FIG. 2 is a flowchart illustrating control flow for the Analyze function 12. For each source program to be analyzed 13, the source code is scanned until the beginning of a program function definition (Function X) is reached 201. If the end of the source is reached 202, the Analyze function is exited; if not, a function list record is written 203 to the function list file within Directed Graph file 14. (This is accomplished by writing a record of the following format: ProgramFunction(FunctionX).)
Next, the function definition for Function X within source 13 is scanned 204 for a function call (call to another function--Function Y) within the definition. If no subsequent function call is encountered 205, processing continues at 201 with a search for the next function; if a subsequent function call is encountered, a function call record is written 206 to the function call list file within Directed Graph file 14. (This is accomplished by writing a record of the following format: ProgramFunctionCall(Function X, Function Y).) Processing then continues at 204 with a search for another function call within the current function definition.
After the processing of FIG. 2, the Function Call List file will contain a list of the calls between program functions in the source code program analyzed, and the Function List file will contain a list of all program functions in the source code program analyzed. FIG. 7 illustrates a sample Directed Graph file 702 (comprising Function List file 703 and Function Call List file 704) created by application of this Analyze process to Sample Source Code file 701. The Function List file will be alternately termed the "node set", comprising as it does the functions (programs) that will be displayed as "nodes" in the ultimate graph display; and the Function Call List file will be alternately termed the "arc set" comprising as it does the arcs (links between nodes and called functions) in the ultimate graph display.
FIG. 3 illustrates the major steps in performing the Hierarchical Graph Display (HGA) function. First, the "node reach" is calculated 301 for each node in the graph. This processing is described in more detail in FIG. 4 and the accompanying text below. Next, 302, the "Node Display Threshold" for the Graph is determined. This process is described in FIG. 5 and the accompanying text below. Finally, the graph is transformed 303 to an "HGA Directed Graph" 16 consistent with the Node Display Threshold determined at 302. This process is described in more detail in FIG. 6 and the accompanying text below. The HGA Directed Graph 16 will be a subset of the Directed Graph 14, and will be used by display function 17 for the final display on output device 18.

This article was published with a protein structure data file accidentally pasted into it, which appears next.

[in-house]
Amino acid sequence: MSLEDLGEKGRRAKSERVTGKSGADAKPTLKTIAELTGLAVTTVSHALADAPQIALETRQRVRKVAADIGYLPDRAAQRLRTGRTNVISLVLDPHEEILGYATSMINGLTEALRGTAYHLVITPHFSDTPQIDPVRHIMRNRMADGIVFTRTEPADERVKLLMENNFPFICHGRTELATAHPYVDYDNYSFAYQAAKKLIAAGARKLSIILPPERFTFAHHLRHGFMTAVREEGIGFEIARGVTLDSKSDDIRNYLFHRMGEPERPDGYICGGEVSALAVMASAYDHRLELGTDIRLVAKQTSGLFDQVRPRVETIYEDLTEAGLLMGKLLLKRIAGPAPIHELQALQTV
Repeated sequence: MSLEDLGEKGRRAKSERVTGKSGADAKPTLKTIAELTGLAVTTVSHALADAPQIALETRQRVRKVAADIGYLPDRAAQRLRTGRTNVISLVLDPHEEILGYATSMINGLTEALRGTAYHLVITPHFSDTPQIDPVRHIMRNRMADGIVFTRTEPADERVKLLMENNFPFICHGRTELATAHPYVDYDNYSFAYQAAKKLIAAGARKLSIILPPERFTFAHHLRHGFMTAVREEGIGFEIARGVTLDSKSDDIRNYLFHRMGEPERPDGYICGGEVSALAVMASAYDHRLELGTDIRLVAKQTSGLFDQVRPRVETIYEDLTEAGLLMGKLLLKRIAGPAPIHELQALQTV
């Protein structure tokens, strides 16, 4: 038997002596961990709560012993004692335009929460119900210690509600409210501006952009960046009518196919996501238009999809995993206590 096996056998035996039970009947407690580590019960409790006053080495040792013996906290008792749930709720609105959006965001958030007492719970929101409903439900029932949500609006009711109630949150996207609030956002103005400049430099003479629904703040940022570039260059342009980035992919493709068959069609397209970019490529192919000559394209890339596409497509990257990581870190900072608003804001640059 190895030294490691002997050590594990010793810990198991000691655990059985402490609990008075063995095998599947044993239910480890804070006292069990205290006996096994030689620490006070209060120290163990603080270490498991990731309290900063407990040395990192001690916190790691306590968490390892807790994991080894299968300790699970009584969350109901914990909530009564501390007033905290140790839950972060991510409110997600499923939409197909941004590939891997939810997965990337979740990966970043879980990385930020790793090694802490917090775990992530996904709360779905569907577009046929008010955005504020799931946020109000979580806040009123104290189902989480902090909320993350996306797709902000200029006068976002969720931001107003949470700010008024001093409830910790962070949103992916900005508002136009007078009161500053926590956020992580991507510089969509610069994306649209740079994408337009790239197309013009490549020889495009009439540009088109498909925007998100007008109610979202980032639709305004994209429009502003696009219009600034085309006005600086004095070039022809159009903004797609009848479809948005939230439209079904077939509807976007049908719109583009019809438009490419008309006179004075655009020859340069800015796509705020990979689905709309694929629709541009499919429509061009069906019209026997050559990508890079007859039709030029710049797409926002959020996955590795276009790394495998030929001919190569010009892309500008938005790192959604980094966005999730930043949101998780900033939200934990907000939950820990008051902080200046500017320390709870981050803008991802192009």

FIG. 4 illustrates the process of calculating a Node Reach for each Node in the graph. At the end of this process every node in the graph will have a Node Reach value determined for it. Each Node Reach value will be in the range of one to the number of nodes in the original graph. The Node Reach value will be equal to one if the given node, NodeX, has no outgoing arcs to any other nodes in the graph (other than to NodeX). The maximum Node Reach for a given node will be equal to the number of nodes in the graph. This will occur when there is a path from the given node, NodeX, to every one of the other nodes in the graph.
At 401, a node is obtained from Node Set 14A for processing. This node is placed 402 into a temporary file (Node Reached file) to represent the fact that the node under consideration is included in the set of nodes that may be reached starting from that same node. Next, 403, an arc is obtained from Arc Set 14B. This arc will be of the form (Source Node, Target Node). A test is made 404 whether the Source Node in the arc is the node under consideration. If not, another arc is obtained 403; if so, a test is made 405 whether the associated Target Node is already in the Node Reached file. If it is, another arc is obtained 403; if not, the associated Target Node is placed 406 into the Node Reached file. Next, 407, the node currently under consideration is set equal to the associated Target Node. Then a test is made 408 whether more arcs remain in Arc Set 14B. If so, processing continues again at 403 as already explained; if not, 409, the Node Reach is set equal to the total number of nodes then in the temporary Node Reached file, and that Node Reach value is placed 410 into the HGA Node Reach File 20 together with its associated node. Then a test is made 411 whether more nodes remain to be considered in Node Set 14A. If so, processing continues at 401 as explained; if not, a Node Reach value has been calculated for each node, and processing ends.
FIGS. 5A and 5B illustrate the process of determining the Node Reach Display Threshold 21 for the graph. This Threshold may be determined in one of two ways, depending on whether or not the graph display function embodiment selected allows direct end user interaction.